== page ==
Stainless steel offers the most hygienic surface when used in a laboratory table, and it has an exceptional working life, but these advantages come at a considerable cost. Phenolic resin laboratory tables, which resist acids and moisture, cost less than steel or similar materials. Plastic laminated tables cost less, but have a shorter working life and may not be suitable for some applications. Wooden laboratory tables can be the cheapest, but generally don’t do well with acids or liquids.
Laboratory table selection depends largely on what work is being performed. High school and university chemistry labs use the phenolic resin type because it holds up well under heavy use. This material also works well in industrial labs, particularly in highly acidic environments. A biochemical or radiological lab may select stainless steel to reduce surface contamination. Stainless steel cleans easily and can be sterilized, and it can withstand extremes of heat and cold better than other materials. Because it is expensive, a lab may use all stainless steel furniture in some key areas and phenolic resin tables or laminated furniture for less hazardous work.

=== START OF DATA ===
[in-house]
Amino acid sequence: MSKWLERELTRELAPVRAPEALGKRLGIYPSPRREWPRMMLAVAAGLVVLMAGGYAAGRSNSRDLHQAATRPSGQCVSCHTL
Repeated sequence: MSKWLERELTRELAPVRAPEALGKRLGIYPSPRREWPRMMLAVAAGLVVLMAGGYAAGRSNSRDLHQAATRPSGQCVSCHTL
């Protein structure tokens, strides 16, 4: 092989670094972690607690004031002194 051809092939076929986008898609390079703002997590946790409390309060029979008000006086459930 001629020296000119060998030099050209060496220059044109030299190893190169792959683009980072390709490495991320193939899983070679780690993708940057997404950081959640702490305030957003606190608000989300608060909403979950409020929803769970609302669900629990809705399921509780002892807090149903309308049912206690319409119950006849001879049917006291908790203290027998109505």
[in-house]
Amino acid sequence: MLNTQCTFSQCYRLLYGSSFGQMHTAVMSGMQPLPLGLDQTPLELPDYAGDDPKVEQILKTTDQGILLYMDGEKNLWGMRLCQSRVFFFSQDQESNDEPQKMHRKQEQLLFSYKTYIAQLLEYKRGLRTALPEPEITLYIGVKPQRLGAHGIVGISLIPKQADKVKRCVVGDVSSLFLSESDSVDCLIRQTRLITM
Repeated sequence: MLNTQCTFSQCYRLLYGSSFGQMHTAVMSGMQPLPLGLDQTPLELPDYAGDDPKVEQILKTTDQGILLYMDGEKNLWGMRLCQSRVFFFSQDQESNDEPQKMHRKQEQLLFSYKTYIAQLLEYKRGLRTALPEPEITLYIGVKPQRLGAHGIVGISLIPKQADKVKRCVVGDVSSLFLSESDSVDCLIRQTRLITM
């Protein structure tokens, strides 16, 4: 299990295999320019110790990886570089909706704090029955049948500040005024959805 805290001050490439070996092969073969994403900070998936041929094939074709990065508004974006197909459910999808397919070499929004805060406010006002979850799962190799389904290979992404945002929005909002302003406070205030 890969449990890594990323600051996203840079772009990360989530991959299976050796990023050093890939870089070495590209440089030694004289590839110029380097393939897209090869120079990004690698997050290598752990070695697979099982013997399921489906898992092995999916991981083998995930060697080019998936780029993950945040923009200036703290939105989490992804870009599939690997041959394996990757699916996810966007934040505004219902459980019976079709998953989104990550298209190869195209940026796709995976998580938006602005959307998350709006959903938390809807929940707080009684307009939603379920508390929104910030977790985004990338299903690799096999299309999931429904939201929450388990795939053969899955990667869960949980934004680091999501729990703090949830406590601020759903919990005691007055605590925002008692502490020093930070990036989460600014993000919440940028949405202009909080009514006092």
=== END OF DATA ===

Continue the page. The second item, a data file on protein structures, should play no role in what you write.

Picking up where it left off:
Most lab tables have drawers and cabinets for storage, usually made with furniture-grade materials covered with a laminate surface that offers some chemical resistance. Some lab tables use wood with a clear finish for the cabinetry, but the choice of finish depends on the environment and the available budget.